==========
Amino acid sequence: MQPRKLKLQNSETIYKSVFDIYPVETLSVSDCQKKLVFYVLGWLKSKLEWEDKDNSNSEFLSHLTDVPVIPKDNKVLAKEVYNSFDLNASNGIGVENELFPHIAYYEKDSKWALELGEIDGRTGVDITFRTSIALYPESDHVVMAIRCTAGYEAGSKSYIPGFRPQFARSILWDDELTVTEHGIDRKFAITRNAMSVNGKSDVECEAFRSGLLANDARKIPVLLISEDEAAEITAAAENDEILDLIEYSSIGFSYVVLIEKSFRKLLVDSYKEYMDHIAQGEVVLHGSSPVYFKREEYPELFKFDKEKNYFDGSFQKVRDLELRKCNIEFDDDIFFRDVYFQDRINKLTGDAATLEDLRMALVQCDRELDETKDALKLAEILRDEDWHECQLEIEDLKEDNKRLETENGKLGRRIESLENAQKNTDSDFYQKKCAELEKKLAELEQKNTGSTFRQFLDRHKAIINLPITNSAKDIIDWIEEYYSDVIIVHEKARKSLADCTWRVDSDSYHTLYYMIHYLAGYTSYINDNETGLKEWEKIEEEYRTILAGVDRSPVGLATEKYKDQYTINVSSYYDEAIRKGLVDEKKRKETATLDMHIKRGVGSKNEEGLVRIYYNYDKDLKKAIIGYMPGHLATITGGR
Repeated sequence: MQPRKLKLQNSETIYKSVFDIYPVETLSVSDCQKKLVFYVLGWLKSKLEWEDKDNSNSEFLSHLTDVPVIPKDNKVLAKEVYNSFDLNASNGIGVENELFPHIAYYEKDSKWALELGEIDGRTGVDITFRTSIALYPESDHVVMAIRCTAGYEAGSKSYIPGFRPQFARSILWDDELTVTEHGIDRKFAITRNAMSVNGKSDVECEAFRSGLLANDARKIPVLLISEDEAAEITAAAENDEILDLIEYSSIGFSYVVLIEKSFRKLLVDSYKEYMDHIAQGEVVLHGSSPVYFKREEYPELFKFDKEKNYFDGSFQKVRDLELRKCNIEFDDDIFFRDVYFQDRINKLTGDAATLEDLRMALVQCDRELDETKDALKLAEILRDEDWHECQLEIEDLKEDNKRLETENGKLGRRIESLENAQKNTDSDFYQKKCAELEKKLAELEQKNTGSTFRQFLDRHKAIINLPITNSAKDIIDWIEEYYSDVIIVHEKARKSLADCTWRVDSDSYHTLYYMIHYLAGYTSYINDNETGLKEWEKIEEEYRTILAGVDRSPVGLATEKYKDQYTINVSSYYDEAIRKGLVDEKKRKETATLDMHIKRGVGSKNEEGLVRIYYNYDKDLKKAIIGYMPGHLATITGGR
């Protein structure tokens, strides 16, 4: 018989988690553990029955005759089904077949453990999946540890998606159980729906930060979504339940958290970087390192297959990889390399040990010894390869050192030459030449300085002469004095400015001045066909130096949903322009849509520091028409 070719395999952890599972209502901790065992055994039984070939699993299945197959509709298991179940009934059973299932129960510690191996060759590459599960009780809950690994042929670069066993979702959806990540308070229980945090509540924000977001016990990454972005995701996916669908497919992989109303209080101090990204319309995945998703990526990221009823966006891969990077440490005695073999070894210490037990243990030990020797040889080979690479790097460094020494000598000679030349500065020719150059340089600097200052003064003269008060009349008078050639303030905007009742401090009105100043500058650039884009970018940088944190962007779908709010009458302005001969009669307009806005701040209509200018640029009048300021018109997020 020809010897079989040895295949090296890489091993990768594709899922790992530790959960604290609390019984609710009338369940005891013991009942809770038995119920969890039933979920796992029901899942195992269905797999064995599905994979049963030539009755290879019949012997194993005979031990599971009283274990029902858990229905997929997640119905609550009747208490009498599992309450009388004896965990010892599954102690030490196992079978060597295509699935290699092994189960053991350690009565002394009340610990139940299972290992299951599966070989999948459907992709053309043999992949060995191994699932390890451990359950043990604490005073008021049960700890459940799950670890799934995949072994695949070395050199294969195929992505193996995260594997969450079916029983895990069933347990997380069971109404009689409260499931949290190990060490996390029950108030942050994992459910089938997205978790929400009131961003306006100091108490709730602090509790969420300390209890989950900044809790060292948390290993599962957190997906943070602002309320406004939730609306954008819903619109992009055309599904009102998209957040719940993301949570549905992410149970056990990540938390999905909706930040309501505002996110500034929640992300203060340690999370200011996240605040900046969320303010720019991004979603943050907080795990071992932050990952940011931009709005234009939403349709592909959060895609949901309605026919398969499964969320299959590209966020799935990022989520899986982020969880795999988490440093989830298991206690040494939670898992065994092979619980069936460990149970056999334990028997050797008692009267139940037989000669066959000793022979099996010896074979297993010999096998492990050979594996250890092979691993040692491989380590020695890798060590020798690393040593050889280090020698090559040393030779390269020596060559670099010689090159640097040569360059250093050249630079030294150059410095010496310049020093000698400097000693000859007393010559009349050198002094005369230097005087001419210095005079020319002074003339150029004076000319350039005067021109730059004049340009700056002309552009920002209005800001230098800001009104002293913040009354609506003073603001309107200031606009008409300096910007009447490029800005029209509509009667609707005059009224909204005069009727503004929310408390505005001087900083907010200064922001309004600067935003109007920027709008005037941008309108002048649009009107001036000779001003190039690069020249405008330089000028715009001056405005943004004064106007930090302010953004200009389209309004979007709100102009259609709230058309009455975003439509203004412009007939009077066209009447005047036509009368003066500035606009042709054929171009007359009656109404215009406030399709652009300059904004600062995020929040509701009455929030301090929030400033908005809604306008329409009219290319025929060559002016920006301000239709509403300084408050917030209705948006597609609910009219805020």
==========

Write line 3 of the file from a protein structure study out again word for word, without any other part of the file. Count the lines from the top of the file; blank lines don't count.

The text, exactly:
């Protein structure tokens, strides 16, 4: 018989988690553990029955005759089904077949453990999946540890998606159980729906930060979504339940958290970087390192297959990889390399040990010894390869050192030459030449300085002469004095400015001045066909130096949903322009849509520091028409 070719395999952890599972209502901790065992055994039984070939699993299945197959509709298991179940009934059973299932129960510690191996060759590459599960009780809950690994042929670069066993979702959806990540308070229980945090509540924000977001016990990454972005995701996916669908497919992989109303209080101090990204319309995945998703990526990221009823966006891969990077440490005695073999070894210490037990243990030990020797040889080979690479790097460094020494000598000679030349500065020719150059340089600097200052003064003269008060009349008078050639303030905007009742401090009105100043500058650039884009970018940088944190962007779908709010009458302005001969009669307009806005701040209509200018640029009048300021018109997020 020809010897079989040895295949090296890489091993990768594709899922790992530790959960604290609390019984609710009338369940005891013991009942809770038995119920969890039933979920796992029901899942195992269905797999064995599905994979049963030539009755290879019949012997194993005979031990599971009283274990029902858990229905997929997640119905609550009747208490009498599992309450009388004896965990010892599954102690030490196992079978060597295509699935290699092994189960053991350690009565002394009340610990139940299972290992299951599966070989999948459907992709053309043999992949060995191994699932390890451990359950043990604490005073008021049960700890459940799950670890799934995949072994695949070395050199294969195929992505193996995260594997969450079916029983895990069933347990997380069971109404009689409260499931949290190990060490996390029950108030942050994992459910089938997205978790929400009131961003306006100091108490709730602090509790969420300390209890989950900044809790060292948390290993599962957190997906943070602002309320406004939730609306954008819903619109992009055309599904009102998209957040719940993301949570549905992410149970056990990540938390999905909706930040309501505002996110500034929640992300203060340690999370200011996240605040900046969320303010720019991004979603943050907080795990071992932050990952940011931009709005234009939403349709592909959060895609949901309605026919398969499964969320299959590209966020799935990022989520899986982020969880795999988490440093989830298991206690040494939670898992065994092979619980069936460990149970056999334990028997050797008692009267139940037989000669066959000793022979099996010896074979297993010999096998492990050979594996250890092979691993040692491989380590020695890798060590020798690393040593050889280090020698090559040393030779390269020596060559670099010689090159640097040569360059250093050249630079030294150059410095010496310049020093000698400097000693000859007393010559009349050198002094005369230097005087001419210095005079020319002074003339150029004076000319350039005067021109730059004049340009700056002309552009920002209005800001230098800001009104002293913040009354609506003073603001309107200031606009008409300096910007009447490029800005029209509509009667609707005059009224909204005069009727503004929310408390505005001087900083907010200064922001309004600067935003109007920027709008005037941008309108002048649009009107001036000779001003190039690069020249405008330089000028715009001056405005943004004064106007930090302010953004200009389209309004979007709100102009259609709230058309009455975003439509203004412009007939009077066209009447005047036509009368003066500035606009042709054929171009007359009656109404215009406030399709652009300059904004600062995020929040509701009455929030301090929030400033908005809604306008329409009219290319025929060559002016920006301000239709509403300084408050917030209705948006597609609910009219805020």